... as history demonstrates. But there are other factors at work. Would Sir Francis Drake have as easily put paid to the Spanish Armada if a typhoon hadn't softened up the enemy first What if history were given a twist or two, and great commanders on land and sea had more (or fewer) forces, better (or worse) weather, quicker (or slower) communications, better supplies (or none at all) Just suppose, for example, General Billy Mitchell had not been court-martialed for advocating air power, and happened to be leading training flights of warplanes at Pearl Harbor in December 1941
As it happens, to find out the answer to that question, pick up the first book in the series, Alternate Generals, from Baen. This new volume has even more fascinating speculations in alternate history science fiction, turning history upside down and inside out as leaders who have made their mark on our history make different marks in a very different world.
Spreading throughout the galaxy, the human race finds that some of its new neighbors are very unfriendly. But when threats arise, the humans know what to do: Break out the Bolos!
Gigantic tanks, with enough firepower for an army, controlled by a human-level artificial intelligence, and programmed to defend their creators at all costs, the Bolos have been decisive factors in battle since the time centuries ago when humans still warred with each other. Now they battle on star systems across the galaxy to defend us all.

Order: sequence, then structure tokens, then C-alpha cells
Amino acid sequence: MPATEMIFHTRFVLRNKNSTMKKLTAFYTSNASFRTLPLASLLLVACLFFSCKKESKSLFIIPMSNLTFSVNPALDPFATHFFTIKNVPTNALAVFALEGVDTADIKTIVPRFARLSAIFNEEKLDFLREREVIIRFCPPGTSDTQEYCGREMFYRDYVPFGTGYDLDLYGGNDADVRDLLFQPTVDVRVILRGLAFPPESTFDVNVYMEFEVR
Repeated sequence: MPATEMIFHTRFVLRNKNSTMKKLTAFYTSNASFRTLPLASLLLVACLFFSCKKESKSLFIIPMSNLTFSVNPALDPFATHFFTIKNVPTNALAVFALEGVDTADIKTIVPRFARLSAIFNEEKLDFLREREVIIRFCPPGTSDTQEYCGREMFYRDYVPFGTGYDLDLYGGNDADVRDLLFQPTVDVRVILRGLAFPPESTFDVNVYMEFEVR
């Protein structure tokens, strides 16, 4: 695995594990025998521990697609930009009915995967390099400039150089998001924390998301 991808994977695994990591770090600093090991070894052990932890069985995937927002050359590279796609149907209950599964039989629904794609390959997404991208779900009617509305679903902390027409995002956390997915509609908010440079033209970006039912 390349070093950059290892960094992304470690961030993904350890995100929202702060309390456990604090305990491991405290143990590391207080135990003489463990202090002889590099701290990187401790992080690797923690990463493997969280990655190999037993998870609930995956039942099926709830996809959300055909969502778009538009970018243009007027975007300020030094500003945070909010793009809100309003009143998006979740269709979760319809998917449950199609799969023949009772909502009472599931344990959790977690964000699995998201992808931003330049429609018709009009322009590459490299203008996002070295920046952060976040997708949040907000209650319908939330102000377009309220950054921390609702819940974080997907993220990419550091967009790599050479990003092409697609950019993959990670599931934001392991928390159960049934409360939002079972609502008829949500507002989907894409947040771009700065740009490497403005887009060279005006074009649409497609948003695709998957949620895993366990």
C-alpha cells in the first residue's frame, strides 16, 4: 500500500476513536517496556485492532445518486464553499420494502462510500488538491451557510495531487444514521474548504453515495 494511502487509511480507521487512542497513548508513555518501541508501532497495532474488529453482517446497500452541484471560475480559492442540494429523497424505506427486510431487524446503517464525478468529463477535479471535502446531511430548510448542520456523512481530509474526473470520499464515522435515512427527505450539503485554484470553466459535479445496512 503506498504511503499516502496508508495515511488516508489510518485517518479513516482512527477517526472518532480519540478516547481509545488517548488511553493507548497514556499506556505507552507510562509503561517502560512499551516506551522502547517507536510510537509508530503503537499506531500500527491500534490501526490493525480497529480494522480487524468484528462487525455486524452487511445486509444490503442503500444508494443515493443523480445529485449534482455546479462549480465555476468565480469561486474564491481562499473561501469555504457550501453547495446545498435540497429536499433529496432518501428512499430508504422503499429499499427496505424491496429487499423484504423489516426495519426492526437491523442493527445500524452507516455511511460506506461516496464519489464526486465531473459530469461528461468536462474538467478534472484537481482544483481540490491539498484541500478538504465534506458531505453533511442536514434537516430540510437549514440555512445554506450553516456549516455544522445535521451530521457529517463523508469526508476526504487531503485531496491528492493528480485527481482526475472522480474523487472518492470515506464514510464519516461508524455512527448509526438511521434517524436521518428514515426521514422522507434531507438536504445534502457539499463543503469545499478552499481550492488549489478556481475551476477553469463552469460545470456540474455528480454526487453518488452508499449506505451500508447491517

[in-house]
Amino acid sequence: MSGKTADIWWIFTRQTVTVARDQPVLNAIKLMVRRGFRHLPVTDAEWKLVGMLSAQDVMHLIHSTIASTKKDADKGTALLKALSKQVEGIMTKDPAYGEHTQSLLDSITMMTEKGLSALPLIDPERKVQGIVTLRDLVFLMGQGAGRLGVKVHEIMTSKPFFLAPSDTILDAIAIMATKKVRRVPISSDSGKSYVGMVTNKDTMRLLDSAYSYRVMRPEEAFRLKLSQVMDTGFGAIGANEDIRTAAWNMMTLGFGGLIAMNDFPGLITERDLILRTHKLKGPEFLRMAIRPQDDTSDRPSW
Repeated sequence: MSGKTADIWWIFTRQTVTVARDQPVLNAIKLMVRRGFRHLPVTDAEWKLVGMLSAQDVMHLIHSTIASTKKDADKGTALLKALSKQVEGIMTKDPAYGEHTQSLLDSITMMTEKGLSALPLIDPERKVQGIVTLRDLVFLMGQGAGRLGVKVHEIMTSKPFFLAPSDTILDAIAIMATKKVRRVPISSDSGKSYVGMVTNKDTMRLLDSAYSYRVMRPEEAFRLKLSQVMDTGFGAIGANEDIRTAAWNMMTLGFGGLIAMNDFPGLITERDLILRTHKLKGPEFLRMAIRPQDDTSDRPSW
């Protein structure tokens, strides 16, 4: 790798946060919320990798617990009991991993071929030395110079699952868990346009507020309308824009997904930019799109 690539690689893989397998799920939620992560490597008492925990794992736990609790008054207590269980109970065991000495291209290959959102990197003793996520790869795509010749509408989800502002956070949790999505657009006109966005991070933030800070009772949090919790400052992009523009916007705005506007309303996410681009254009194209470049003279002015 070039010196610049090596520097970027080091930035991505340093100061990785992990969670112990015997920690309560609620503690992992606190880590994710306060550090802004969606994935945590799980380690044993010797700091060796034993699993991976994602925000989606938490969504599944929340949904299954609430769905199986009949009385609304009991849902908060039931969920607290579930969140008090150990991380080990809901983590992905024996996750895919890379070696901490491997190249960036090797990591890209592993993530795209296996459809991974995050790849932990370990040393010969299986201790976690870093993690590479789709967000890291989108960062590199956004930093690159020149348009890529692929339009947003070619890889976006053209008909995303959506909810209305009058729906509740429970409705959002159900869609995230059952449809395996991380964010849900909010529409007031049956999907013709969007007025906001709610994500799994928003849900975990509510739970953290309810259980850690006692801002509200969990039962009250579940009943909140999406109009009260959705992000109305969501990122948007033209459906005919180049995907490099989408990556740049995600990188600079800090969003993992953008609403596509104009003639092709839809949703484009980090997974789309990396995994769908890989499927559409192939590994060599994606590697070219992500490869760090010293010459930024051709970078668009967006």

The dangers are great, but the Bolos are faithful and fearless. And though Bolos can sometimes be destroyed, they never surrender! The saga of Keith Laumer's greatest creation, the Bolo continues. And though the Bolos are formed from cold steel, they have warmer hearts than many of the flesh-and-blood creatures they protect.
Praise for the Bolo Series:
"If you're a Bolo fan, buy this. . . ."—StarQuest
"Well worth your interest and money . . . Recommended." —Tails of Wonder
"A good addition to the Bolo mythos . . . fun, entertaining. . . ." —Heliocentric Network
The young apprentice mage, Pierette, discovers that the pages in the history books are fading away. Like stars going behind a passing cloud, the events that define the sunny world she loves are winking out one by one, and the shadows of ancient headless Gauls—souls of the dead whose heads once adorned the pillars of the city of Provence—are seen by night . . .
Is the Black Time coming, when evil will reign supreme The answer lies in the long ago, when Provence was a Roman camp, and Pierette must brave the otherworld to journey there.
ABOUT THE AUTHOR
L. Warren Douglas—anthropologist, naturalist, poet, and historian—puts it all together, melding myth, historic characters and events, ancient and future landscapes with a touch of fantasy. Douglas's works are a treasure trove of ancient wisdom, lost legends, cutting-edge biotech, and unforgettable characters. From Sioux Falls to the South of France, Douglas has walked the streets and trails, smelled the flowers, named and savored the winds off mountain, sea, and plain—and his readers experience it.
Douglas's mysteries are genuine, whether hidden in the myths of a thousand worlds, recorded by the world-spanning biocybes of Midicor IV, or obscured by the mists of the Celtic otherworld where dead gods speak, and ultimately it is the reader who must wander dusty trails, explore forbidding cityscapes, and discover answers as real as sweat, as poignant as lost love, buried deep in the forgotten past or hidden on a far, far world whose light will not impinge on us for a million years. For Douglas, to travel hopefully is indeed a better thing than to arrive, and his reader's journeys are their own reward.